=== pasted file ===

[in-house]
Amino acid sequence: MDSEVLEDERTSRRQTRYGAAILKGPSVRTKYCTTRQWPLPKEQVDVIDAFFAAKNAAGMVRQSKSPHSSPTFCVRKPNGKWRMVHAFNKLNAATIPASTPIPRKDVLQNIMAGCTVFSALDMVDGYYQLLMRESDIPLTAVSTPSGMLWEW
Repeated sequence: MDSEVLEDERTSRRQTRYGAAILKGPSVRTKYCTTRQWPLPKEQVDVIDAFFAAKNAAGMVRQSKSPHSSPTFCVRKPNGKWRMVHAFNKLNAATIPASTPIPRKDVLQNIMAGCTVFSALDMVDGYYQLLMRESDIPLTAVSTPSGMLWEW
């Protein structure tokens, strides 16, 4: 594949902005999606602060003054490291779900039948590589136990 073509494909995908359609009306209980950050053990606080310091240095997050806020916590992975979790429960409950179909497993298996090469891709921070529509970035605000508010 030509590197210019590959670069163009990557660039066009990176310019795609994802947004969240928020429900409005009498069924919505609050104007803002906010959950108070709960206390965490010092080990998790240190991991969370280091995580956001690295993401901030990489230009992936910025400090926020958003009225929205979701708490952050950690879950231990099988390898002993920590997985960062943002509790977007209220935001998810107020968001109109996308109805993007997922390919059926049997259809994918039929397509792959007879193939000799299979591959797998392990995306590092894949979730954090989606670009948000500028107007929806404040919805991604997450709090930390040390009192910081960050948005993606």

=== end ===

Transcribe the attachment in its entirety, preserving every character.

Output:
[in-house]
Amino acid sequence: MDSEVLEDERTSRRQTRYGAAILKGPSVRTKYCTTRQWPLPKEQVDVIDAFFAAKNAAGMVRQSKSPHSSPTFCVRKPNGKWRMVHAFNKLNAATIPASTPIPRKDVLQNIMAGCTVFSALDMVDGYYQLLMRESDIPLTAVSTPSGMLWEW
Repeated sequence: MDSEVLEDERTSRRQTRYGAAILKGPSVRTKYCTTRQWPLPKEQVDVIDAFFAAKNAAGMVRQSKSPHSSPTFCVRKPNGKWRMVHAFNKLNAATIPASTPIPRKDVLQNIMAGCTVFSALDMVDGYYQLLMRESDIPLTAVSTPSGMLWEW
């Protein structure tokens, strides 16, 4: 594949902005999606602060003054490291779900039948590589136990 073509494909995908359609009306209980950050053990606080310091240095997050806020916590992975979790429960409950179909497993298996090469891709921070529509970035605000508010 030509590197210019590959670069163009990557660039066009990176310019795609994802947004969240928020429900409005009498069924919505609050104007803002906010959950108070709960206390965490010092080990998790240190991991969370280091995580956001690295993401901030990489230009992936910025400090926020958003009225929205979701708490952050950690879950231990099988390898002993920590997985960062943002509790977007209220935001998810107020968001109109996308109805993007997922390919059926049997259809994918039929397509792959007879193939000799299979591959797998392990995306590092894949979730954090989606670009948000500028107007929806404040919805991604997450709090930390040390009192910081960050948005993606």